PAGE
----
New Orleans House Project

Thursday, July 5, 2012

Playing with Bias Stems

I have been working on a folk-art style border for the Origami bow-tie quilt I shared back in May.  I want to finish this quilt sometime this year, so I'm fusing the applique shapes and finishing the raw edges with a machine blanket stitch.
One of my LQS staffers recommended SoftFuse for the applique shapes.  It seems to adhere well and is very soft and flexible - more so than other fusible products I have used.  I have only blanket stitched the heart in the center of the vase, but the fusible provided stability for the stitching and didn't gum up the sewing machine needle.

There are a number of stems included in the applique border.  I wasn't sure how I wanted to proceed with them, as I'm still rather a novice at appliqueing stems.  First I tried the method I learned for hand applique:  applique press bars.  I cut a stem wider than needed, folded the wrong sides together and sewed a 1/8" seam.  Then I used the 3/8" press bar to press the seam to the back side of the stem.  When you use lots of starch, this creates a nice crisp edge for hand stitching.
Bias press bar (top) & back side of folded and stitched bias stem
Unfortunately, I thought the finished stem was a little too thick, especially compared to the other applique shapes that were just one layer.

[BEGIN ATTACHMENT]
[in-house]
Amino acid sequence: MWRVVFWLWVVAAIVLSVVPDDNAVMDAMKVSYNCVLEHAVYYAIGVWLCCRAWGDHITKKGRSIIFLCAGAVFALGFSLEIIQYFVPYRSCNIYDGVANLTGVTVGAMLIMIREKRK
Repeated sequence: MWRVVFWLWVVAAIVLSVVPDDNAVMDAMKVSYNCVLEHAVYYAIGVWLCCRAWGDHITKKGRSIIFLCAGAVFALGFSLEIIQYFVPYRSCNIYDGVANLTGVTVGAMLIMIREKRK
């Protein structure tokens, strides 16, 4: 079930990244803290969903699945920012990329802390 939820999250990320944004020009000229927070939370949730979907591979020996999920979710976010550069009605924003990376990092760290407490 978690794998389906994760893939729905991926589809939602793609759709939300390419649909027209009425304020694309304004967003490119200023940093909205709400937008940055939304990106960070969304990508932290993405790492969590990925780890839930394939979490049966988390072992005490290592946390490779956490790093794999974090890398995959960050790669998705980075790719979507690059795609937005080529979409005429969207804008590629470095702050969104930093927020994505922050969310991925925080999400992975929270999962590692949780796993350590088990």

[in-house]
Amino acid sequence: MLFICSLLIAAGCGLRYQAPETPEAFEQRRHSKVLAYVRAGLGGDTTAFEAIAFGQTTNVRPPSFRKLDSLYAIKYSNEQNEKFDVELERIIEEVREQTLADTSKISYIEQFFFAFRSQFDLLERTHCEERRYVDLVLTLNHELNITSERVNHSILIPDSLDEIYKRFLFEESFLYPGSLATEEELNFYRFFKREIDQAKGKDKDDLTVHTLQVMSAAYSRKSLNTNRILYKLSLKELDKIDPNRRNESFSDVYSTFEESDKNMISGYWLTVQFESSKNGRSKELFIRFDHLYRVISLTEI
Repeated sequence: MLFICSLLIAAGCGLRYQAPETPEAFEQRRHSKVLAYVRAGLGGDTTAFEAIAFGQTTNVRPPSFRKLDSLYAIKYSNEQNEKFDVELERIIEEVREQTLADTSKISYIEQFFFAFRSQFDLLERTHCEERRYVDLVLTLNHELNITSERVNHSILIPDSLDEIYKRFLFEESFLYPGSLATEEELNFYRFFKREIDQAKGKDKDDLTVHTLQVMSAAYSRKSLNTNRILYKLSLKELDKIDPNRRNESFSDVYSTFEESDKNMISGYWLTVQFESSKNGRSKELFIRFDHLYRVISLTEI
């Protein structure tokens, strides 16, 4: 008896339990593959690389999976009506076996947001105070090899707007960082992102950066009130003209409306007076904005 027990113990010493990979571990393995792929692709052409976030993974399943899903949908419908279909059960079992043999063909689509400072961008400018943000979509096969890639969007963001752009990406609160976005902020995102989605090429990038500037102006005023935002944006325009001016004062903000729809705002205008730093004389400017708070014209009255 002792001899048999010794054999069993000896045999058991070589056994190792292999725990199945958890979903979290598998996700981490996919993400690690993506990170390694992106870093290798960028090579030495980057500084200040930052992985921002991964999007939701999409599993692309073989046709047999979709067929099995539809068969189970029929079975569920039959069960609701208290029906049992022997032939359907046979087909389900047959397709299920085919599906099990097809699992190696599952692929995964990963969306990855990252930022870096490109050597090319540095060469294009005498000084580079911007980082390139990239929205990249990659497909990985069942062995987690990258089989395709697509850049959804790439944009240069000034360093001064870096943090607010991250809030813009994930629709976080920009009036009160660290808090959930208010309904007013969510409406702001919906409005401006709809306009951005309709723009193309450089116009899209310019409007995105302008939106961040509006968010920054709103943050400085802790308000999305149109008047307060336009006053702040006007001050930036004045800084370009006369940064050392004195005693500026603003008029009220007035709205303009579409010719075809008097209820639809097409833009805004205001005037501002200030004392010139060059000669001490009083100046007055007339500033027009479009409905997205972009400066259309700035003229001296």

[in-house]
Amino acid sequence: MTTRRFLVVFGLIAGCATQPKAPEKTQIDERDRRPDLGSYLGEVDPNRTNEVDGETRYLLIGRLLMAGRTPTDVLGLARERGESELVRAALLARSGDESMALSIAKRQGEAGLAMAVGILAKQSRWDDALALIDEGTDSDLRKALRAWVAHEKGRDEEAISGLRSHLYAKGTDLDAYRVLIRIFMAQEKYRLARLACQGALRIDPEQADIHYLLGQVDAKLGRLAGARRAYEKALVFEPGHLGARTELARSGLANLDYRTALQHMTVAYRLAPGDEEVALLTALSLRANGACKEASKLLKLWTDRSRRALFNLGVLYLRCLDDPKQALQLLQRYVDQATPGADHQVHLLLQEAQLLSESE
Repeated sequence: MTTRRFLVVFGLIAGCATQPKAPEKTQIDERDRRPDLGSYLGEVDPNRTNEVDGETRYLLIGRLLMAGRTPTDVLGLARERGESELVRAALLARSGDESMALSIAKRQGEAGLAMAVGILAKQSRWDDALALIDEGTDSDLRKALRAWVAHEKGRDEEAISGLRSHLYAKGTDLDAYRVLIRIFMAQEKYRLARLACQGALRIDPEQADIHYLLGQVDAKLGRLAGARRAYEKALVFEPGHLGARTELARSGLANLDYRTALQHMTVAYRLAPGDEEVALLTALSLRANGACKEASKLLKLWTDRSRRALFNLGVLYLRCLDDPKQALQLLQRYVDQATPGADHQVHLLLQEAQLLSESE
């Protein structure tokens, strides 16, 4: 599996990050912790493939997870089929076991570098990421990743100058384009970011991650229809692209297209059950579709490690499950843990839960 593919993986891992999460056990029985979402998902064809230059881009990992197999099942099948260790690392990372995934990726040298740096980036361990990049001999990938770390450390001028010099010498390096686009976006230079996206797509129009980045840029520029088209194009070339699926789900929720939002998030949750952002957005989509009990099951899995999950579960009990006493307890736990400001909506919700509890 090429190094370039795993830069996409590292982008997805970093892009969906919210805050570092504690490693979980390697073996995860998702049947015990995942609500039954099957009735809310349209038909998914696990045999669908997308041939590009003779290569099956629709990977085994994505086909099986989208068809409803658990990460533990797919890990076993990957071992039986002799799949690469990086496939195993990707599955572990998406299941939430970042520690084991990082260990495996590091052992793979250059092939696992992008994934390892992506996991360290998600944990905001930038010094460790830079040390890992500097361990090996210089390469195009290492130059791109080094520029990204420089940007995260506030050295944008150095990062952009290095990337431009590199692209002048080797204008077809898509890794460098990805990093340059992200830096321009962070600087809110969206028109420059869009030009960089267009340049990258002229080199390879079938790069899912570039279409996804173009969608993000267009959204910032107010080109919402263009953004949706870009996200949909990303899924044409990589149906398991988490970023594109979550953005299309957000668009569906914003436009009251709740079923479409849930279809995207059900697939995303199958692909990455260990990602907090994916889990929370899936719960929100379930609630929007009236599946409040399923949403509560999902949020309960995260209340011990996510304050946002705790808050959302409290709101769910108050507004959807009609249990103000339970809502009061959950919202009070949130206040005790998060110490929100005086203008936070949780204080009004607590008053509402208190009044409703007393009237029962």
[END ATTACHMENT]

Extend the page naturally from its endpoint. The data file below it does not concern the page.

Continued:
Next I tried fabric glue.  The glue held the fabrics together adequately.  There was no additional stability to support the stitches, but it didn't seem to be a problem.

I also wanted to try narrow, paper backed fusing tape made specifically for applique.  Apparently Clover makes this type of tape specifically to use with their bias tape makers.  I only had time for a quick run to my nearby Hancock fabrics, and of course they didn't have any of the Clover product.  I did find this wash away 1/4" Wonder Tape.  It doesn't need heat to fuse it in place - it's more like a double-sided adhesive tape.

Here's the Wonder Tape applied to the wrong side of a 3/8" bias stem.  The paper backing is peeled off to the left.  I applied the stem to the background fabric and could continue re-positioning the stem until I had it curved just the way I wanted.  No need to worry about glue residue getting on the background fabric!

The Wonder Tape provided good fabric adherence.  It also added a little stability, but since it's not as wide as the bias stem, it didn't really improve the quality of the stitching.  Still, I think the machine blanket stitch looks just fine.  I didn't photograph the practice curve, but the Wonder Tape worked well at holding curves in place and easing out the bias.

Now I just need a chunk of time to get the bias stems stitched in place!




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